Armed with a degree in civil engineering, Brad Gubser first became involved in retail operations—namely, gas stations and convenience stores—while working at Chevron. After managing the company’s retail construction and development for the eastern United States, he was approached by Evansville, Indiana-based Shoe Carnival in 2008 to take over that company’s development program. Shoe Carnival has more than 400 locations in 33 states plus Puerto Rico and aims to—as the name implies—“provide a fun atmosphere in our stores, with an entertaining, interactive experience for our customers.”
As VP of store planning and development, Gubser has responsibilities that all fall under three categories: store planning and development, which includes concept design and application as well as construction activities for new stores and remodels; maintenance of stores; and procurement. “My team is responsible for procuring anything from pencils to fixtures,” he says. “Everything but shoes, thankfully.”
In recent years, the company has decided to take its stores in some interesting directions—one of which is the new concept of the “store within a store.”
“In an area with a large athletic shoe expectation—or history—we redesign a store to have a specialty athletic focus. While we still sell all our other footwear, more retail space and inventory are devoted to athletic shoes,” he explains. “We usually highlight one manufacturer—for example, Nike. This approach has been very effective. We’ve also opened several SC Work Wear stores that feature comfortable shoes for people who are on their feet all day—like hospital staff—as well as non-slip restaurant work wear and a large variety of work boots.”
For a long time, Shoe Carnival stores were not found in malls. “We weren’t confident that our customers would want to park far out and wander through a mall to get to our store,” Gubser says. “But we started looking at doing mall stores with two entrances—one opening onto the mall corridor plus an outside entrance with nice architectural elements. We can’t always have a second entrance, but that’s what we strive for.”
It’s been a very effective approach for Shoe Carnival. “The outside entrance appeals to our loyal customers. And some mall shoppers cut through our store to get into the mall. They browse on the way through and sometimes buy. It’s good exposure for us.”
Shoe Carnival has also ventured into second-use locations recently. “We take advantage of the opportunities the building presents. We might find a good opportunity for a store that is much wider than deep—or one that is long and narrow. We take the space and merchandise to it. Sometimes we’ll lease multiple small stores and turn them into one big store. They may even be on different levels.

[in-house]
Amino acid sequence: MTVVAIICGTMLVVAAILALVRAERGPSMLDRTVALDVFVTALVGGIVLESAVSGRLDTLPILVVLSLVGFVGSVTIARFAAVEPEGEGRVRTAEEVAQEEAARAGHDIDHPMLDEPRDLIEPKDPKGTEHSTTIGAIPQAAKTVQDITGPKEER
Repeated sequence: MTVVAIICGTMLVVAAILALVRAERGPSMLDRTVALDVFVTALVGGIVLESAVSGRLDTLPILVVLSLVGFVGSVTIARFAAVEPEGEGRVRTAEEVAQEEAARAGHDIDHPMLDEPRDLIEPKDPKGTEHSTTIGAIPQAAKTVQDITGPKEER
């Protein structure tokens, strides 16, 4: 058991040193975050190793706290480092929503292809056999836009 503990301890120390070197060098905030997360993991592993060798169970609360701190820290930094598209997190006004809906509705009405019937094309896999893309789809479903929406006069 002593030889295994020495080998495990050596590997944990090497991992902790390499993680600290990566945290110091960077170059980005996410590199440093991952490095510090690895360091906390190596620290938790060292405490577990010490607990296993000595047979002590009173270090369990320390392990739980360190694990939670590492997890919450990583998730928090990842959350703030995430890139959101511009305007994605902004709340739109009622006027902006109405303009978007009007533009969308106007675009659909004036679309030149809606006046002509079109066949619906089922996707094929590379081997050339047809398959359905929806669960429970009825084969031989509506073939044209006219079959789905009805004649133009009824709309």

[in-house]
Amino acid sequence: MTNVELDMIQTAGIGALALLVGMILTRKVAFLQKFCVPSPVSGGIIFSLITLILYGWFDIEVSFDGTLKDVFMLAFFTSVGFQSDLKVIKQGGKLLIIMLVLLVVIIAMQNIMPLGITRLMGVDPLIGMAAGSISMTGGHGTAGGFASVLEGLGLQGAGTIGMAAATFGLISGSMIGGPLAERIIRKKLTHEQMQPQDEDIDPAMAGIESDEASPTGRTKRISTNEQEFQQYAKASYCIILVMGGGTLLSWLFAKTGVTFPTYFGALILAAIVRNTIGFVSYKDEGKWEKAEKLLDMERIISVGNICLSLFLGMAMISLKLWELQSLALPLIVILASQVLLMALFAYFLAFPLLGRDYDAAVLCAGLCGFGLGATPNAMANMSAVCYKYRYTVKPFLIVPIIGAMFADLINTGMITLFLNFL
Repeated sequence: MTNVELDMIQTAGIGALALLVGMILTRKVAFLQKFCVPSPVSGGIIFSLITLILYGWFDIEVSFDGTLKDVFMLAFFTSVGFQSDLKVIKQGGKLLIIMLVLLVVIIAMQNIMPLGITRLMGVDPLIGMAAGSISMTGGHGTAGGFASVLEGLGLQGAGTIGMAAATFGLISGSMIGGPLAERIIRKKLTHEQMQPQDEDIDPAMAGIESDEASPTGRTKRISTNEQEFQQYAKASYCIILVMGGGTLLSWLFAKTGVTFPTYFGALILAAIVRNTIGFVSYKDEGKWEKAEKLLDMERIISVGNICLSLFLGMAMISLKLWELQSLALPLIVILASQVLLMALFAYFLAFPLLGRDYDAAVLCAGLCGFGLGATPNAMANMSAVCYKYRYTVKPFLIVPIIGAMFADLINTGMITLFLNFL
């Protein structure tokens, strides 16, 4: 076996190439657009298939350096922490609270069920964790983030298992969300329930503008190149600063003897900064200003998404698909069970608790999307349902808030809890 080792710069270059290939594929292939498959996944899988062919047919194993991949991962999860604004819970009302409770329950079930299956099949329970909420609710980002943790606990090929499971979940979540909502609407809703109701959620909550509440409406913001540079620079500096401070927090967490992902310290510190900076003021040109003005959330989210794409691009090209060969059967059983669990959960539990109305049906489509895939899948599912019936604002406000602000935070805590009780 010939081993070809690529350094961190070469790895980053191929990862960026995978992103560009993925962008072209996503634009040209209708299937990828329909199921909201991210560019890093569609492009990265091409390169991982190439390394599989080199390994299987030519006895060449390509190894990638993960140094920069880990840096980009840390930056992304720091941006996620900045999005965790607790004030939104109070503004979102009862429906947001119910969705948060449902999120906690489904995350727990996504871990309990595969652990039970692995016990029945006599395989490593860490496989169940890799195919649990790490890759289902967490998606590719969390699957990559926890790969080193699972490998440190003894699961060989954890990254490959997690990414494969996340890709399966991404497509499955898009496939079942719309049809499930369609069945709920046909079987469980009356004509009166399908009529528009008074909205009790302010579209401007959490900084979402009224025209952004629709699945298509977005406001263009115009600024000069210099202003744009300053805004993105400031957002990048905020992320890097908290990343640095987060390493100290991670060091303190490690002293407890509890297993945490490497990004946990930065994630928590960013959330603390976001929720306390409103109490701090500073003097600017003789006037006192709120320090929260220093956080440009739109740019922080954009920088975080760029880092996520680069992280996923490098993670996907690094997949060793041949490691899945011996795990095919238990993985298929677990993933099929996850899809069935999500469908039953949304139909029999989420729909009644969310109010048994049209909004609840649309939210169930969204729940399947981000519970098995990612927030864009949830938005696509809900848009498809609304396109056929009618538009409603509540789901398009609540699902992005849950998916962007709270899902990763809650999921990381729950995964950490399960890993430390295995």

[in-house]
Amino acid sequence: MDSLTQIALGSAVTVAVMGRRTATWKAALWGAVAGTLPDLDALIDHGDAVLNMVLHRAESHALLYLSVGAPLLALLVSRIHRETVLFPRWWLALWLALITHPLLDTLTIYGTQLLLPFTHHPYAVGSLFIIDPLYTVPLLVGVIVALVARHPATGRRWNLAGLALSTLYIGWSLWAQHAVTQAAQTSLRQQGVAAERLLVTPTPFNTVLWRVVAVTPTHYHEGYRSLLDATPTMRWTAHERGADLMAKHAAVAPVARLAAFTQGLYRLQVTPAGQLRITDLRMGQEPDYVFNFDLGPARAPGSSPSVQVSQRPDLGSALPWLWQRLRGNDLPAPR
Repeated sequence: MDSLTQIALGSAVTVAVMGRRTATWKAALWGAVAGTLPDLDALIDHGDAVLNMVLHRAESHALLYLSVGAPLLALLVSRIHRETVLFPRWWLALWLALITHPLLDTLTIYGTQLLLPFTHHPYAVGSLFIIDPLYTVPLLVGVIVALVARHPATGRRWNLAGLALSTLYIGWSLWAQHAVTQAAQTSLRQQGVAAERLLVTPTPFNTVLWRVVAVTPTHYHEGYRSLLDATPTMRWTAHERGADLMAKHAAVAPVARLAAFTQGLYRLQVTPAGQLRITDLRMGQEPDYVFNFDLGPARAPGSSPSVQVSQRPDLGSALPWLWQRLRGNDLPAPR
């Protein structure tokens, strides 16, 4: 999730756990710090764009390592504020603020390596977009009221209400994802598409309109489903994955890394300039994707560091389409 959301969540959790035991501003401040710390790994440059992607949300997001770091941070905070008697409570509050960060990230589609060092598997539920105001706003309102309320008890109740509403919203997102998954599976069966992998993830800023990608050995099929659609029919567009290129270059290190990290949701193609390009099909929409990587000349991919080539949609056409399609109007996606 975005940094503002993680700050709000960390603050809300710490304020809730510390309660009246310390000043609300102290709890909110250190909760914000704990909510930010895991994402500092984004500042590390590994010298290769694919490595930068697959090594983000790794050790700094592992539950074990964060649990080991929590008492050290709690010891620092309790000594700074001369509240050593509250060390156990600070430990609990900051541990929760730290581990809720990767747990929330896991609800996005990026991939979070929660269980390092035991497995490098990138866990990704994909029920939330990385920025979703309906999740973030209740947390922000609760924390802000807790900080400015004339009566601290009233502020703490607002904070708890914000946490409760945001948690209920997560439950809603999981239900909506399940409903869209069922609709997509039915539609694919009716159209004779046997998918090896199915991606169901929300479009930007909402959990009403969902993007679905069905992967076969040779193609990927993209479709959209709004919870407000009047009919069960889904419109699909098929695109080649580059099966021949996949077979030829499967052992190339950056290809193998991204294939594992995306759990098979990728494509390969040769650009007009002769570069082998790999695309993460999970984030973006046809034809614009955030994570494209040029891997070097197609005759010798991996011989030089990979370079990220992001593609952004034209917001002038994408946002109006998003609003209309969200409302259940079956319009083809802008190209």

“We are willing to adapt our concept to [landlords’] space,” he continues. “That’s more cost-effective for them. In addition, we do a lot of merchandising and advertising for our stores, which they appreciate for the rest of their shopping center.”
While a prototypical Shoe Carnival store is 9,000 to 12,000 square feet, the company is currently trying out smaller stores in select locations. “We feel there are good opportunities in smaller markets. So we’re building stores that are one-third or one-half as large as our typical store. Now we can serve communities that have never had a shoe store before,” he says.
“We also are good at matching what we merchandise to customer demographics. In the smaller locations, if they can’t find what they want in store, they still have access to our vast inventory. They can choose what they want, and we’ll ship to their door.” The first two smaller stores are located in Marion, Indiana, and Blytheville, Arkansas.
This year, Shoe Carnival is opening stores in markets that are entirely new or different for the company, including eight in Philadelphia and one in Upper Darby, Pennsylvania—their first in a pedestrian-based central shopping district. As always, the company works to ensure that its stores fit into their surroundings. This includes measures such as incorporating subway tiles in entry alcoves.
Energy efficiency is also a major focus for Shoe Carnival, which for the last year and a half has been introducing an energy-management system from Siemens. With it, Shoe Carnival’s maintenance team in Indiana helps stores across the country control their environment—mainly the HVAC and lighting. “Currently, about 100 stores are part of the system, but our goal is to get them all onboard,” Gubser says. “We’ve already seen energy savings of over 20 percent resulting from the EMS and LED lighting changes.”
But for Gubser, the most rewarding part of his job is watching his strategies generate business firsthand—“seeing customers buying our shoes.”
“I like to see the store designs I developed be effective, and for sales to occur. I get a kick out of that.”